Tuesday, 23 June 2009

Summer theme - update

If you're like me, you probably don't always read all the comments on a blog. So for you lazy twats, here's an overview of the comments on my "What should I have as a summer theme?". Or my answer to them. Stop quibbling.

(In case you're thick, the bit before the dash is the theme suggestion, the portion after it, my response.)

IPA - I don't have access to the enough information, in particular brewing records from Burton.

Spontaneous fermentation - that's not a bad idea. I've got stuff on British methods of spontaneous fermentation. But I've already published some of it.

Conditioning methods - Mmm. Again, it's a question of getting hold of the material. There's definitely a lot to write about. The Czech air-pressure system, for example. And Germany - how were they serving beer 100 years ago?

British pubs 1830 to 2005 - excellent idea. What's more summery than a pub? I could throw in a bit on Irish pubs, too.

Milk Stout, Boys' Bitter and AK - now that's a thought. Any excuse to discuss AK. I'd throw in XK, too.

The 1960s beer keller fad in the UK - fun idea, but no.

Mock Tudor pubs - outside my personally imposed limit of interest. I have to draw the line somewhere.

Tropical Stout - good one. It's the forgotten export. Weird, isn't it, how IPA, which disappeared decades ago is seen as the classic tropical export beer. While Stout both preceded and outlived it.

Whether brewers made any money from selling yeast to bakers or spent grain to farmers - that's too obsessive even for me. Now the trade between breweries in bottom-fermenting yeast strains. That's more promising. Where did all the yeast come from when everyone swapped to lager?

Did German/Czech/Belgian brewers in wartime resort to odd mashes of whatever malt was available as the British did? - If anything, I would expect it to be more extreme. And then a grinding halt. Though, according to my statistics book, the Belgian and Czechs brewed all the way through. But I don't have access to the material I'd need.

Seasonal October / March brewing Stock ales - not bad. But not very summery. On the other hand, I've got some cracking Truman K Ale recipes.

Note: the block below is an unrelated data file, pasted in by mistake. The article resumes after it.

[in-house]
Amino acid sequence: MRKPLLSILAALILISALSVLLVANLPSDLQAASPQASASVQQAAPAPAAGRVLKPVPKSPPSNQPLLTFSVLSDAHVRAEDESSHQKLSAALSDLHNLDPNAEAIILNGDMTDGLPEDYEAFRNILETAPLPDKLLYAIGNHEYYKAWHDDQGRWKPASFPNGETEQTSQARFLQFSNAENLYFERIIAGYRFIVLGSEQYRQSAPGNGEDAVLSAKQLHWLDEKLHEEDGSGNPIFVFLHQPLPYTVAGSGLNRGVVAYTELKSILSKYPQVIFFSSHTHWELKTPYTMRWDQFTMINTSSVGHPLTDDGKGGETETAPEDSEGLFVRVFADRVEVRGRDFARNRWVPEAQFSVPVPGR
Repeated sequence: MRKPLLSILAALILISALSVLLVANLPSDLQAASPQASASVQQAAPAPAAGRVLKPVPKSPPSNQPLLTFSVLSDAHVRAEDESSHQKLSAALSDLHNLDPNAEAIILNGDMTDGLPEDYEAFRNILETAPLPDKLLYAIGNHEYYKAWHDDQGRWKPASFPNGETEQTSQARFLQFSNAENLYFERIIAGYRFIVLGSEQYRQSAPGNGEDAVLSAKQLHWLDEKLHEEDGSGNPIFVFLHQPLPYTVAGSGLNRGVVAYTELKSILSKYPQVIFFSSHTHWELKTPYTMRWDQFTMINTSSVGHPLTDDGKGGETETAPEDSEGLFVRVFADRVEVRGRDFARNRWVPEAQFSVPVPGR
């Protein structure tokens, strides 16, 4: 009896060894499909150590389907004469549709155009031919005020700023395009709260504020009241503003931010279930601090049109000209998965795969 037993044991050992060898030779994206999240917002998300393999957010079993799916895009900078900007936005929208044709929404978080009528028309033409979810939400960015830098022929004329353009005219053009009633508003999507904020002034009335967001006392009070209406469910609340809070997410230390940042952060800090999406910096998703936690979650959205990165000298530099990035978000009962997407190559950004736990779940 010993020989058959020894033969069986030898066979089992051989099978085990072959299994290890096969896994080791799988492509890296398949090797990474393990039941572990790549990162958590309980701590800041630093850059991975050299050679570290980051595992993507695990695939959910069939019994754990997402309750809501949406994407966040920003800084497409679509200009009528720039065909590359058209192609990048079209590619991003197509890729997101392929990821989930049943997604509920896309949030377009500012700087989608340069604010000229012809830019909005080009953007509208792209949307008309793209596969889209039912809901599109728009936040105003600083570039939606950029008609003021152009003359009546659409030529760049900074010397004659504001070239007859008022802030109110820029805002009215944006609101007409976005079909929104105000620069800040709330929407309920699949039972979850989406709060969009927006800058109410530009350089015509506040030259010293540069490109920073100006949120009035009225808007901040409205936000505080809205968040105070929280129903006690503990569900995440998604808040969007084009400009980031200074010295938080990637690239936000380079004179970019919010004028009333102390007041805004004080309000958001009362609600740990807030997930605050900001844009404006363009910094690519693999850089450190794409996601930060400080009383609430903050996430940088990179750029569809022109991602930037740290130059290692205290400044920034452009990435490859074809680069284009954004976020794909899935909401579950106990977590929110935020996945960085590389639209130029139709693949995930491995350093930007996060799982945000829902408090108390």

U.K. lager-brewing - very good. Summery and something I've been looking at. But I did a summer of lager last year.

Benelux brewing - a very reasonable idea. Except, I have virtually no decent material for Belgium and don't really know bugger all about Belgian beer, except that I like drinking it. I've got a book on Luxembourg beer. Which is something. And I've quite a few books. And I've some brewing records. Would Nelux be good enough?

Suggestions. They were certainly that. Thank you. For so massively overestimating my levels and areas of expertise. What sort of library do you think I have here? There is still room to walk two by two between the bookshelves. Just.

In my naive early blogging days, I'd have given you a choice of all of the above. That's how I ended up (honest idiot) writing on a couple of topics I would have preferred to avoid. Or that I waffled about or evaded.

What do you reckon? I pluck out the themes I'm comfortable with and put them to the vote. Fair enough, isn't it?

If you disagree, tell me now. I'm already setting up the poll.


Tim said...

The recent posts on Munich beer and low attenuation have led me to a suggestion: Continental Maltings.

You've posted plenty on British malts and their manufacture, but I don't recall much on mainland Europe malt types (I could just be forgetting). I assume those authors that wrote about decoction must also written about the malts, so there should be plenty of material.

Anonymous said...

Truman's K, Truman's K!!! :) Not very summery, but SO intersesting!

Ed said...

How about when did summer brewing first start, and what sort of beers were brewed?